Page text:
5 Trends Impacting the Adhesive and Sealant Industry
The ASC has identified multiple trends and responded with Convention and Training Academy programming.
- Chemicals Scrutiny
- Sustainability = Data
- Energy Efficiency = Market Opportunity
- Acquisitions Define Market Position
- People and Training Matter
The Adhesive and Sealant Council (ASC) has targeted five trends that it sees impacting the industry. The adhesive and sealant community will discuss these types of issues and opportunities at the ASC Fall Convention and Expo, which will be held October 21-23 in Minneapolis (view a floor plan and list of exhibitors).
The adhesives and sealants sector has entered into an era of intense chemicals scrutiny. California’s Green Chemistry Act would require all companies to assess alternatives if they sold a product that included a chemical of concern, while the U.S. Green Building Council’s LEED Version 4 requires a company to share chemistry information via software that was originally intended for R&D efforts.
During the next year, Environmental Canada, the U.S. Environmental Protection Agency, and South Coast Air Quality Management District will all be looking either at the chemicals our industry uses or the percentage of volatile organic compounds (VOCs) in specific product categories. In the interim, Congress will continue to wrestle with the reform of the Toxic Substances Control Act, with the hope of finally determining which of those untested 80,000 chemicals need to be scrutinized while maintaining the protection of Confidential Business Information that is critical to the dominance of the U.S. chemical industry.
Sustainability is a market driver that has allowed our industry to illustrate how our technologies enable sustainability. We provide the adhesives that can be used to lightweight vehicles, as well as the sealants that can be used to air- and water-seal buildings, to use two examples.
Increasingly, end users are looking for more clarity on what impact their suppliers have on the environment. To that end, they are asking for their partners to provide either an Environmental Product Declaration (EPD) or Health Product Declaration (HPD). In both cases, companies will likely need data that provides lifecycle assessment (LCA), and will probably certify some of the Type III EPDs and HPDs for major products that are integral to their company’s growth strategies.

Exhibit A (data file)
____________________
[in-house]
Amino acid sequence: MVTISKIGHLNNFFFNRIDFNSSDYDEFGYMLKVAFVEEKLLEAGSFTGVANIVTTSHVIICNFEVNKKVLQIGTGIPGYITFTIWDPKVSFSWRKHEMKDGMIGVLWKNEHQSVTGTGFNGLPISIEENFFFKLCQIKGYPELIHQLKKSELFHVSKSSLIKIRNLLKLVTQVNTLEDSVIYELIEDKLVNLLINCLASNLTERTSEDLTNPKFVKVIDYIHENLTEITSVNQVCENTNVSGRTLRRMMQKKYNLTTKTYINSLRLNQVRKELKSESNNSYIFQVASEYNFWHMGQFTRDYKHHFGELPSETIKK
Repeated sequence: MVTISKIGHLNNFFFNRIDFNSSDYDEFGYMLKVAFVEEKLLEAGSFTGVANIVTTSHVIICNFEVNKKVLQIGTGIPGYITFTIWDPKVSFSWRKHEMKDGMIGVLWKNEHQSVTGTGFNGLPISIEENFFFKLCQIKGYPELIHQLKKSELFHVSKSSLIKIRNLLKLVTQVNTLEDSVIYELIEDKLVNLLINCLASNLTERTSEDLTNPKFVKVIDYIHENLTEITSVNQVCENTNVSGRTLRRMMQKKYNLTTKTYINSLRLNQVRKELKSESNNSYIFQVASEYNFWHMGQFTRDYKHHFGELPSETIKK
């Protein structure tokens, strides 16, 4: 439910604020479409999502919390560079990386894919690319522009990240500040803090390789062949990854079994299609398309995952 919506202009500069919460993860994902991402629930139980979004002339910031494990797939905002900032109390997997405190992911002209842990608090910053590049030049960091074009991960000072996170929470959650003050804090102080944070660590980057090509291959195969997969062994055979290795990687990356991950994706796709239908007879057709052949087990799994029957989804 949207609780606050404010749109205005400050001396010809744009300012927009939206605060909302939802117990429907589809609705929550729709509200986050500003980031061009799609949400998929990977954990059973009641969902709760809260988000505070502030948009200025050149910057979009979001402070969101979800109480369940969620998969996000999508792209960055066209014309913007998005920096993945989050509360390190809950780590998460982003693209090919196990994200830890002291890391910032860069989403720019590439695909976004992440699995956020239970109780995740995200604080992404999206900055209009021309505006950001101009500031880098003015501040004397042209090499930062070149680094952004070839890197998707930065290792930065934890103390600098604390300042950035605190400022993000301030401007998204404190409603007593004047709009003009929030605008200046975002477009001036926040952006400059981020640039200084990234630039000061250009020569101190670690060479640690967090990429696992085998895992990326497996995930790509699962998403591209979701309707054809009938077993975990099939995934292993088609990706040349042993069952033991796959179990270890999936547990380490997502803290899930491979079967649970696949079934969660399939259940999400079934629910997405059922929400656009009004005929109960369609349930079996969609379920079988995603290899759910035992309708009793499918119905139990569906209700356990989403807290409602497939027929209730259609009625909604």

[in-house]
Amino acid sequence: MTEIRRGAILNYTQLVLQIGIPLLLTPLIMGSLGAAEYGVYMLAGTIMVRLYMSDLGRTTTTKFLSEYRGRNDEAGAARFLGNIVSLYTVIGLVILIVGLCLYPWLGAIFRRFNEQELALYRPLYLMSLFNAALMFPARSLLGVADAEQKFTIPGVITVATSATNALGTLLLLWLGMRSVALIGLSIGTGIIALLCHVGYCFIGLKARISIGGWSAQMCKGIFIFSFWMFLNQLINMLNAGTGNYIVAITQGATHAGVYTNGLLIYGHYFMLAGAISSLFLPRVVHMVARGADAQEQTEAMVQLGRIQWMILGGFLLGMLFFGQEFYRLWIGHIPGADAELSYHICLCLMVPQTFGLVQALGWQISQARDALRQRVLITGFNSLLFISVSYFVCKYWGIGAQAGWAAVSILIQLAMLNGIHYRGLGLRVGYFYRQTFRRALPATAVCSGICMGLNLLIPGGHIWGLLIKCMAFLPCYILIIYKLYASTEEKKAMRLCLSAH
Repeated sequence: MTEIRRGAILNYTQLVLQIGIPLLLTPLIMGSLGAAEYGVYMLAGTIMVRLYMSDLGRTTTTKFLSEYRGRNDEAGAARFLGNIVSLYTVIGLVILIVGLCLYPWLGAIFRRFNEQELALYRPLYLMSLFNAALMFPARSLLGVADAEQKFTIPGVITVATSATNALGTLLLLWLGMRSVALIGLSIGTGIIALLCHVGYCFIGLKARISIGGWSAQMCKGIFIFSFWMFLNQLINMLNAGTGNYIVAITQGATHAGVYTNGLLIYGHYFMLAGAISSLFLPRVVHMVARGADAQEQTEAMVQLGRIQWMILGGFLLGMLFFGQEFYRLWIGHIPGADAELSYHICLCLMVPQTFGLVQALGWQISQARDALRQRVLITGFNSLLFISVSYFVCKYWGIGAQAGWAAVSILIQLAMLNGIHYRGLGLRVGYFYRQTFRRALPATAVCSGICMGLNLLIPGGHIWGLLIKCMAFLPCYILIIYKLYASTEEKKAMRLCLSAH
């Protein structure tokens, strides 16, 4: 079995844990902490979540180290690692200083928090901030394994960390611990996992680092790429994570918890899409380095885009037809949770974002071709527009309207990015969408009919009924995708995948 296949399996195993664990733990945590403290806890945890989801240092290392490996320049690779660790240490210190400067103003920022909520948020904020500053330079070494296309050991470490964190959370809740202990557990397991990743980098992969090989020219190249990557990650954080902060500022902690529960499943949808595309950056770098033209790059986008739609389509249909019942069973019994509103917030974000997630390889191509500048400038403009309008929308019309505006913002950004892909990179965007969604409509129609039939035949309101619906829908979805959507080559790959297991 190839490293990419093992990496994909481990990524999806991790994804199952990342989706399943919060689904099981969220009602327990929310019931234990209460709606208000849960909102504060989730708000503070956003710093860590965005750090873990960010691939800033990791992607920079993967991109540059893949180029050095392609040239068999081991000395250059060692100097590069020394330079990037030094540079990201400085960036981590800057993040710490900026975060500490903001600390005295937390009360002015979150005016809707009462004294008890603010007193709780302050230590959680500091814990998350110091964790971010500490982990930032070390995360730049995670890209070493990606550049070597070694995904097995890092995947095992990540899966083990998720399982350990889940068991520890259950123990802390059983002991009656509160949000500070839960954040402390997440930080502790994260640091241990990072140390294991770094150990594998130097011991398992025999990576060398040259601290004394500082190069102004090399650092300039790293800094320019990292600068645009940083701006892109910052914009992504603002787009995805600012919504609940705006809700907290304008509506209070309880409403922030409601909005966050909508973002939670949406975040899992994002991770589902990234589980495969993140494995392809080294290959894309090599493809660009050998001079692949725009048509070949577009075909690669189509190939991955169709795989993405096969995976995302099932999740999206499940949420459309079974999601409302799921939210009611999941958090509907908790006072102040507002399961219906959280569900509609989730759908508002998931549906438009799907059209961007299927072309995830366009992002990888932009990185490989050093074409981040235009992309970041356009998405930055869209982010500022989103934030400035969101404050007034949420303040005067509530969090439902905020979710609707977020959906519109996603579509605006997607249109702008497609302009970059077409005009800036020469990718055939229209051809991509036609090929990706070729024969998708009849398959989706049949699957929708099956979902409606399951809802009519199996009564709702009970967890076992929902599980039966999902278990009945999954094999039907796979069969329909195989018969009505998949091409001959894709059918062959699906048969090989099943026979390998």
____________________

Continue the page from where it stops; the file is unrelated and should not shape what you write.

The ASC is responding to this trend in partnership with the ASTM by collaborating to develop Product Category Rules (PCRs). PCRs can be used by industry to develop LCAs, which would then be turned into Type III EPDs and HPDs. Four speakers at the ASC Fall Convention will address this subject.
The council is also in the planning stages of holding our second Sustainability Summit in July 2014. If your company wants to guide the focus of this summit, consider joining the Technical Committee. This is the group that ensures that what is created is 100% member focused.
Solar energy, wind energy, federal miles-per-gallon mandates, light rail systems—these are all real business opportunities for the industry. In fact, these initiatives are part of the reason why sales of adhesives and sealants are forecast to grow 3% in North America over the next three years. Our industry produces the enabling technologies that can ensure that solar panels work, wind energy blades stay online, and cars can reach 50 mpg. We are also part of the solutions for high-speed trains that are made with new-age composite materials. And with the building and construction industry coming back, it’s time to focus on this market opportunity.
Solar energy, wind energy, federal miles-per-gallon mandates, light rail systems—these are all real business opportunities for the industry. In fact, these initiatives are part of the reason why sales of adhesives and sealants are forecast to grow 3% in North America over the next three years.